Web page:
The territory could be only months and a few million dollars away from not only reducing its landfills’ trash by 70 percent, but in doing so creating jobs and an entirely new economic driver for the U.S. Virgin Islands.
The V.I. Waste Management Authority will soon announce plans for the purchase of a system by an Argentine company, Zewan Waste Transformation Systems, that promises to reduce the content of the landfill and convert it into a material that can be made into a variety of useful products.
Gov. Albert Bryan Jr. hinted at the move in his State of the Territory address in January.
“As we move rapidly forward to the closing date for both the Anguilla and Bovoni landfills, the V.I. Waste Management Authority will announce in the coming weeks the award for a municipal solid waste reduction and treatment system that will reduce, and render inert, at least 70 percent of the waste currently presented at the landfills. This is a solution we have been waiting for over 30 years,” Bryan said in his address.
In an interview several weeks later, Bryan said several of the ideas he launched during the two-hour address had not yet found funding sources. But in a recent special meeting of the V.I. Waste Management Authority Board of Directors, the Authority was given approval to move forward with obtaining the new technology with the caveat that a certain amount of funding to start the process needed to be in place.
WMA Director Adrian Taylor is confident he can find the mobilization money of $1.5 million and a few months’ worth of operational costs the board is asking for in order to give the go-ahead to bring the technology to the U.S. Virgin Islands.
Taylor brought home information about the new technology last fall after seeing the new technology begin used in Argentina for himself.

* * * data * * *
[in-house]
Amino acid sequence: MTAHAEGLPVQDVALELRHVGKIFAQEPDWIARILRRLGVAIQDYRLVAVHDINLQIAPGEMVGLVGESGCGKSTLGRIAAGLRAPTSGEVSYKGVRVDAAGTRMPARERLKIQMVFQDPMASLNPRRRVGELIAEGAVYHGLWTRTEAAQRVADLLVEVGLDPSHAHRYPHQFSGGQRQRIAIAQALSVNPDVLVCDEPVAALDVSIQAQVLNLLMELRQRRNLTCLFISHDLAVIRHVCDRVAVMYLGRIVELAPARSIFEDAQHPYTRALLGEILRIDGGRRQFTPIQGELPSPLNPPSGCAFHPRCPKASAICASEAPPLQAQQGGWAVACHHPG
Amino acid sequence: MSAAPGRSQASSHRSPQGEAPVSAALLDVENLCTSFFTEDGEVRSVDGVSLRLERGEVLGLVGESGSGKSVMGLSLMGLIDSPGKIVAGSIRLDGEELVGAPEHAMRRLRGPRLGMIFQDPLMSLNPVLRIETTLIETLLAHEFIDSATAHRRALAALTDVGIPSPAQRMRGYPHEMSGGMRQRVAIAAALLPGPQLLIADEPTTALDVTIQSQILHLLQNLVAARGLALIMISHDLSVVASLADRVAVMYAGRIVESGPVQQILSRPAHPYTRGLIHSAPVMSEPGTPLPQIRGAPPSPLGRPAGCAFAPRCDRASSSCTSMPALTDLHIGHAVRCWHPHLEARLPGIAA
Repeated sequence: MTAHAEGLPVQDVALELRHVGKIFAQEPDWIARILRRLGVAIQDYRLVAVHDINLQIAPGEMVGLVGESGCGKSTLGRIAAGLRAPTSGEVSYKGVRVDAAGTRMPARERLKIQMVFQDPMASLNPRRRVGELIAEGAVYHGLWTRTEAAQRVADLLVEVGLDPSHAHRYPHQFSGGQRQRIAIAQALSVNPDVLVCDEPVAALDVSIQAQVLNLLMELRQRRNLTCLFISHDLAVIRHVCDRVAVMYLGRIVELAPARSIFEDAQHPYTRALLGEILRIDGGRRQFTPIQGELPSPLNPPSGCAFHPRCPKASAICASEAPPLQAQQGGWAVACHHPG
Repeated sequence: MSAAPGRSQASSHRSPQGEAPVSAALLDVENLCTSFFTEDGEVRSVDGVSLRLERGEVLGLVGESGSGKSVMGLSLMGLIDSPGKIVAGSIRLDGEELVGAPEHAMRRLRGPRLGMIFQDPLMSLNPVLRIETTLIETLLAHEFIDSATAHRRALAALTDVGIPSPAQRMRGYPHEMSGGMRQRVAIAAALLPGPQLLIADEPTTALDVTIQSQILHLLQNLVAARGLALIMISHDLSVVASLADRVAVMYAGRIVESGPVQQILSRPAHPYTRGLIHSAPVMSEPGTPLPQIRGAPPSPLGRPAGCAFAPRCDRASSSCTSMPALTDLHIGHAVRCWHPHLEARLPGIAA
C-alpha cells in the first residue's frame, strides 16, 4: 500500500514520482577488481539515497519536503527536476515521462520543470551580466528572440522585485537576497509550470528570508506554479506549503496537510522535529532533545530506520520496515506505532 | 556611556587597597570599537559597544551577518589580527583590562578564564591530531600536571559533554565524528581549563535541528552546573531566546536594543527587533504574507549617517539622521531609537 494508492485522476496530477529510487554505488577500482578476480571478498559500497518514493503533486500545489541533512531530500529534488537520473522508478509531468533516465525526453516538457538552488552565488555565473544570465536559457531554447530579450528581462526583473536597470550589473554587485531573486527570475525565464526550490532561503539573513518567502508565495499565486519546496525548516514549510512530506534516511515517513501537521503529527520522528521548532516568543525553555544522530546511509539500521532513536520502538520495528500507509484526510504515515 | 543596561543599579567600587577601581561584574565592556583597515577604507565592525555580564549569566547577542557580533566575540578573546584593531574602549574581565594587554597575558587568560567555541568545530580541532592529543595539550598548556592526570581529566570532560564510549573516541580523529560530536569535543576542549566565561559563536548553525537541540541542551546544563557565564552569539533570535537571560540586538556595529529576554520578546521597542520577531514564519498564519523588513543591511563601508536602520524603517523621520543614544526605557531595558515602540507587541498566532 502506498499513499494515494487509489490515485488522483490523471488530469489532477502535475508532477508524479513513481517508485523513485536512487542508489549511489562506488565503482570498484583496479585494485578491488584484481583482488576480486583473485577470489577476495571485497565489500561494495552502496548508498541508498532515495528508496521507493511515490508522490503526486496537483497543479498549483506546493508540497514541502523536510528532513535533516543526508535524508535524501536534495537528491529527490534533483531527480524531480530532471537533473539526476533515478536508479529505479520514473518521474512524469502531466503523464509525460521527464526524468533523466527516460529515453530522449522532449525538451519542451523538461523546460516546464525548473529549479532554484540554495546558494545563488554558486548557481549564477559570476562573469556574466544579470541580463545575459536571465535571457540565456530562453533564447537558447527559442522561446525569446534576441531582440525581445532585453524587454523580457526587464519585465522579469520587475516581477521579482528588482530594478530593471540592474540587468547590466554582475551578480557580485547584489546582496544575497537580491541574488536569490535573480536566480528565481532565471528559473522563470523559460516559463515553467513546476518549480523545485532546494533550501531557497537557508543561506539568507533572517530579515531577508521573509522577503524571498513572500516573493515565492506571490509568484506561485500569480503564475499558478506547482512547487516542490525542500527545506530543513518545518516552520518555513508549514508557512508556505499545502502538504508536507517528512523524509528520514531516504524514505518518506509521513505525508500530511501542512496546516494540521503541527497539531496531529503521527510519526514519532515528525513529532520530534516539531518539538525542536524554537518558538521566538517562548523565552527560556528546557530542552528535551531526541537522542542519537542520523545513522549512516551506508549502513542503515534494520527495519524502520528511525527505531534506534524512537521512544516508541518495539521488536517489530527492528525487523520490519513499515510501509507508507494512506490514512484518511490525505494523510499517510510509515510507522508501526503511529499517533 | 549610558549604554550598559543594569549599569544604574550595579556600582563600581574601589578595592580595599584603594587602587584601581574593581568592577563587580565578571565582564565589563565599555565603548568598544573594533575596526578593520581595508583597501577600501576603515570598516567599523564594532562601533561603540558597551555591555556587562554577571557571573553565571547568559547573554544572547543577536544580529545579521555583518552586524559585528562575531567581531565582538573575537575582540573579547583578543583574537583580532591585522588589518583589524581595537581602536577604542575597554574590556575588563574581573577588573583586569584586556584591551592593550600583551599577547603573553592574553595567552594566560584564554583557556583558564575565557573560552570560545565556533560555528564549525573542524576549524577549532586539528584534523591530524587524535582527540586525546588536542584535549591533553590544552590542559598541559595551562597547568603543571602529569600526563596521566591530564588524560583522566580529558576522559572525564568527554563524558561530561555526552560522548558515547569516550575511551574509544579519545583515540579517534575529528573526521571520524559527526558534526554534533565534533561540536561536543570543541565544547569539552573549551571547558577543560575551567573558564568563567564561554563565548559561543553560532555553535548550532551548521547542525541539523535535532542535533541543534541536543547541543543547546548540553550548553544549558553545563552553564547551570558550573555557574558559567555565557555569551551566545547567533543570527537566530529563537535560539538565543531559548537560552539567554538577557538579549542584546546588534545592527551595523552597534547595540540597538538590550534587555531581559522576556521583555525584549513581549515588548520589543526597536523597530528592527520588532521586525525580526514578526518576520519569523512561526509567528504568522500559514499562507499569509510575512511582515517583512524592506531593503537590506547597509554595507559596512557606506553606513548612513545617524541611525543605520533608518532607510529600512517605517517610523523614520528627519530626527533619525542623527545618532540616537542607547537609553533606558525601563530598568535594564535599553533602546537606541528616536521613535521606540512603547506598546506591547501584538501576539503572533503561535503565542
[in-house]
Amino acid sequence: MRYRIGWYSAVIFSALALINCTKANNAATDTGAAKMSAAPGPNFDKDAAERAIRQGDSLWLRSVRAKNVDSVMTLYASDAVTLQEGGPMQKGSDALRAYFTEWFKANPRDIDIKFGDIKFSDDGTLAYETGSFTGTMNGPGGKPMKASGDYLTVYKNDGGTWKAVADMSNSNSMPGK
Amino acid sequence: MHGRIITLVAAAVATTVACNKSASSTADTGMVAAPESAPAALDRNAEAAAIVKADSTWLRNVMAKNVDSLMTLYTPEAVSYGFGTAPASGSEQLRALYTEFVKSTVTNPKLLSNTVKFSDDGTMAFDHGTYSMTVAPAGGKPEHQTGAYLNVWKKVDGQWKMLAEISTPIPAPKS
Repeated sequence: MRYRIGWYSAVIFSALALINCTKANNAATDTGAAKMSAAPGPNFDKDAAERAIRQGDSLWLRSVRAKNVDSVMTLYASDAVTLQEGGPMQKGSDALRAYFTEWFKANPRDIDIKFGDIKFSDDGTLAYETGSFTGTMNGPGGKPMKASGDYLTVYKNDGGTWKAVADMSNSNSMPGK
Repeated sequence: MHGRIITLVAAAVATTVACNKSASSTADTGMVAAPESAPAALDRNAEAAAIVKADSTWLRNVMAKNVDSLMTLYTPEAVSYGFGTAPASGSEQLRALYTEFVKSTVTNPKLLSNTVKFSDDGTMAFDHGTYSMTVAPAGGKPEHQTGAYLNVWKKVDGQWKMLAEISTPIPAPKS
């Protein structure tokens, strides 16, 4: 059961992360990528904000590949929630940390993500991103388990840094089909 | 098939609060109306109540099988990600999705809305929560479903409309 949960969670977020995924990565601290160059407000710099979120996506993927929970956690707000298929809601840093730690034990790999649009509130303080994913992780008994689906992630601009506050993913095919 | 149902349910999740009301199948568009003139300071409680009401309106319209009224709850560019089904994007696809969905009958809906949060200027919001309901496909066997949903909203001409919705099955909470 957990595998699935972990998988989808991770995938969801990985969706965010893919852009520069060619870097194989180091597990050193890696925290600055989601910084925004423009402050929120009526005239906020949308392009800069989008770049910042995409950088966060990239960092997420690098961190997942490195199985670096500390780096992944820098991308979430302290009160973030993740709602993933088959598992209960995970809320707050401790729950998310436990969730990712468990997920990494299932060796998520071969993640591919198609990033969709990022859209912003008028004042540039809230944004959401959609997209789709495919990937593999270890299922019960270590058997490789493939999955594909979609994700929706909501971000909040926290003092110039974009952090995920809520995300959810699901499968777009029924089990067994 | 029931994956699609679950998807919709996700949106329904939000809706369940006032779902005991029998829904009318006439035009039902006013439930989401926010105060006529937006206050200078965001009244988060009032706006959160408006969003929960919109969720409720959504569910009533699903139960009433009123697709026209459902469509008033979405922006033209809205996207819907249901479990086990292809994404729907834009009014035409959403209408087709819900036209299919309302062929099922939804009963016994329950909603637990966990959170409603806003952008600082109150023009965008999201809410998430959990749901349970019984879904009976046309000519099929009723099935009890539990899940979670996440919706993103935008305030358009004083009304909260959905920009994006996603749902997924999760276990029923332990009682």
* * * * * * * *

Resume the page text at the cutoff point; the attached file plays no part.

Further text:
With lifelong, firsthand experience with landfills and having spent his childhood on the back of a dump truck – his father owned a landfill – Taylor said he had never seen anything to compare, both functionally and financially, to the Zewan system.
“I’ve seen things in Canada,” he said recently in a phone interview, “but those systems run in the hundreds of millions.”
But there’s more to the system than waste reduction alone.
With tourism being the territory’s major economic driver – and having seen recently the precarious nature of that business – the technology that could save the V.I. landfills from closure, also has the potential to create a more diversified economy using the byproduct for manufacturing a number of different and needed commodities: bricks and tiles for starters.
What is even better is that the waste reduction is done with zero emissions.
The Zewan system uses friction and steam to produce a fluffy, cotton-like fiber, Taylor said. It is that clean fiber that holds the promise of economic diversity.
Taylor learned of the system when local entrepreneur Jimez Ashby, owner of A-9, the company that operates the St. Thomas and St. Croix landfills, responded to a request for a proposal for trash reduction last September. Soon thereafter, Taylor and Ashby went to Argentina to visit the Zewan operation.
After months of wrangling, WMA was unable to negotiate an acceptable agreement with A-9 and decided to deal directly with the Argentinian company.
“We saved a lot of money by going directly to Zewan,” Taylor said.
Each machine will run about $6 million, he said. Two eventually will be needed for the territory’s two landfills – Bovoni on St. Thomas and Anguilla on St. Croix. The plan would begin at the Anguilla Landfill, where a consent decree since 2006 threatens closure of the Henry E. Rohlsen Airport due to hazardous conditions that have already caused near misses when birds circling the dump have flown into airplane engines. Meanwhile, Anguilla, which is on fire again, is closed.
Being able to reduce the trash volume will add 10 years to the life of the new landfill in Estate Pearl on St. Croix and another seven or eight years to the Bovoni landfill after the expansion takes place.
And the pasteurized byproduct not only can be used to make bricks, tiles and an asphalt-like substance for use in potholes, but it can also be used to cover the old landfills at a much reduced cost.
Taylor, who said he has always been proud to be in trash said, “I am determined to see this project through to its completion.”